Vitamin B may lower stroke risk
Supplements did not affect the risk of death from stroke
New evidence suggests taking vitamin B supplements may help reduce the risk of stroke.
A study, published this week in the online issue of Neurology, analyzed 14 randomized clinical trials of vitamin B that included a total of 54,913 participants. All of the studies compared the supplement use with a placebo or a very low-dose B vitamin. The patients were then followed for a minimum of six months.
The purpose of this meta-analysis was to see if vitamin B lowered homocysteine levels in the blood, which are associated with atherosclerosis (hardening and narrowing of the arteries), as well as an increased risk of heart attacks, strokes, blood clot formation and possibly Alzheimer's disease.
"Previous studies have conflicting findings regarding the use of vitamin B supplements and stroke or heart attack," said study author Dr. Xu Yuming, with Zhengzhou University in Zhengzhou, China. "Some studies have even suggested that the supplements may increase the risk of these events."
The data showed vitamin B lowered homocysteine levels and, therefore, the risk of stroke overall by 7 percent. But, researchers noted, taking vitamin B supplements did not appear to affect the severity of those strokes or the risk of death from stroke.
Vitamin B is an important nutrient for the body. It can be found naturally in a variety of foods such as beef liver, certain beans, bananas, light turkey meat, halibut and potato skins.
"B vitamins are essential for living," notes Katherine Tallmadge, a registered dietician and the author of "Diet Simple." "They produce energy in your cells. They are water-soluble vitamins, which means if you take in too much, they are usually excreted by the kidneys. The exception is B12."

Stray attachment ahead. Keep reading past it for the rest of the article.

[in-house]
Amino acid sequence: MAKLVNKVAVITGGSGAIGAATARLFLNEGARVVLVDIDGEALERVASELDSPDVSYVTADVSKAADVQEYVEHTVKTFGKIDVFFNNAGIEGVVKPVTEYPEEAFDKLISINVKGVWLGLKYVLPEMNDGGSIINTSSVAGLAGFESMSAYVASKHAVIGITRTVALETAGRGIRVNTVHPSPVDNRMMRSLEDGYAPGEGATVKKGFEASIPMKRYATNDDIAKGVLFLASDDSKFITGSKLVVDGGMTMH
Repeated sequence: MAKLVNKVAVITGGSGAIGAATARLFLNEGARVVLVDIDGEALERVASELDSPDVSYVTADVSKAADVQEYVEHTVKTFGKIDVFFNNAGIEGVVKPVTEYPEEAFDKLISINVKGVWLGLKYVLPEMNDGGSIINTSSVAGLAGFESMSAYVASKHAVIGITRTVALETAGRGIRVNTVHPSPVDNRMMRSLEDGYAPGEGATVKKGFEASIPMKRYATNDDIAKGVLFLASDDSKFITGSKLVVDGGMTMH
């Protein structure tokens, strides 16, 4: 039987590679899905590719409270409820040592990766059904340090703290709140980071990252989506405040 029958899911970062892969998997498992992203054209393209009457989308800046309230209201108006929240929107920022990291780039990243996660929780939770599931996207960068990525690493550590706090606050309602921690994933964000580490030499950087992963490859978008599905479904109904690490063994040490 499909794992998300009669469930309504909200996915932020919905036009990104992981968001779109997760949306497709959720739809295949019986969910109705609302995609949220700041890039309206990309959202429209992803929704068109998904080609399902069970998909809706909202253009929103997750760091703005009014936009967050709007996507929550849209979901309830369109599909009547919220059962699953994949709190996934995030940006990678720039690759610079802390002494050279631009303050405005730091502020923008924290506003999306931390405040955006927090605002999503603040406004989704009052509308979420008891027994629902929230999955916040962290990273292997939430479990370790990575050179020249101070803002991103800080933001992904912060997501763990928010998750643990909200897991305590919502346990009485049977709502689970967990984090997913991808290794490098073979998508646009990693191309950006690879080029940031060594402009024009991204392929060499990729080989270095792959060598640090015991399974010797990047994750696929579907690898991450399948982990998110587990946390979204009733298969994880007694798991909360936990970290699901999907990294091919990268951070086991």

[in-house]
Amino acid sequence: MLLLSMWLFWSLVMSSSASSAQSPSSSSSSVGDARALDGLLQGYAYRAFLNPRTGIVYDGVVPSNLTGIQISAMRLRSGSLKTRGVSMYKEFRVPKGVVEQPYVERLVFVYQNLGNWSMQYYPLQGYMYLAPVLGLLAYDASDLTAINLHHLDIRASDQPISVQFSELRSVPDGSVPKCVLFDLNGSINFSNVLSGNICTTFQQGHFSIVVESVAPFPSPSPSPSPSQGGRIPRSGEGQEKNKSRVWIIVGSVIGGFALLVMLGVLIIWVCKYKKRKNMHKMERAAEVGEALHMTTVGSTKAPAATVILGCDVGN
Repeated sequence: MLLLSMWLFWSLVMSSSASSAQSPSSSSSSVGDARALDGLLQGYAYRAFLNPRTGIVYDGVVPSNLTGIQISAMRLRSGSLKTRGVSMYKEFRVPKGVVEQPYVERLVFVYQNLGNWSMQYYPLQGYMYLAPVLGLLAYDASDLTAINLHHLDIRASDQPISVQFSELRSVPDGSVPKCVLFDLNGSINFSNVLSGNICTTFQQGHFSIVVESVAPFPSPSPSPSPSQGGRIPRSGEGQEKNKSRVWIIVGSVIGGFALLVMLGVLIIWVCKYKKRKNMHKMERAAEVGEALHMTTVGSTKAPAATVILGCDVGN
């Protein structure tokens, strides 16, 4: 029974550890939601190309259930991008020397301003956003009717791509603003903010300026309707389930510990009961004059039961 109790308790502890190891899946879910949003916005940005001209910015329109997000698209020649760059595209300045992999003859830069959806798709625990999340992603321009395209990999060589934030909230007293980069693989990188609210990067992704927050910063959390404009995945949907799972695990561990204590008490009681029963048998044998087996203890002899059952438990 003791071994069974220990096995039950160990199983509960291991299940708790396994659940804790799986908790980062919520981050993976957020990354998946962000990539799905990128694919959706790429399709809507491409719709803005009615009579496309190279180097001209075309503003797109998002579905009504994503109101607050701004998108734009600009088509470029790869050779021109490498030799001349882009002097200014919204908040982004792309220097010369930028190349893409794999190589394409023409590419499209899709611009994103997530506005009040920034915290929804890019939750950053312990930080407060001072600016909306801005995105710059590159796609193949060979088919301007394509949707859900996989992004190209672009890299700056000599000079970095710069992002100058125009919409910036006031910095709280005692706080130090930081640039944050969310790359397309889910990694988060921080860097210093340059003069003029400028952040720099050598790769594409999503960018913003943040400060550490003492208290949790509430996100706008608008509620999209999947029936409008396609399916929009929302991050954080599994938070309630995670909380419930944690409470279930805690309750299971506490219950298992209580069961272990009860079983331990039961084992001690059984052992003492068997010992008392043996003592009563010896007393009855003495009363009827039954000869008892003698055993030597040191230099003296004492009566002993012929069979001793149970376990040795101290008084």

The study authors also found that folic acid, a supplemental form of folate (vitamin B9), which is often found in fortified cereals, appeared to reduce the effect of vitamin B. Researchers did not find a reduction in stroke risk for vitamin B12.
"Based on our results, the ability of vitamin B to reduce stroke risk may be influenced by a number of other factors, such as the body's absorption rate, the amount of folic acid or vitamin B12 concentration in the blood, and whether a person has kidney disease or high blood pressure," said Yuming.
Although the scientists admit more research needs to be done, many stroke specialists feel this is a positive step forward.
"I think this is an exciting study, because we need more treatments for stroke," says Dr. Teshamae Monteith, an assistant professor of clinical neurology at the University of Miami School of Medicine and a member of the American Academy of Neurology.
"I believe safe options are necessary," Monteith continued, "and this indeed could be that. But I don’t think people should start ingesting large amounts of vitamin B to avoid strokes. We just aren’t there yet."
Yuming agrees. "Before you begin taking any supplements," he warns, "you should always talk to your doctor."
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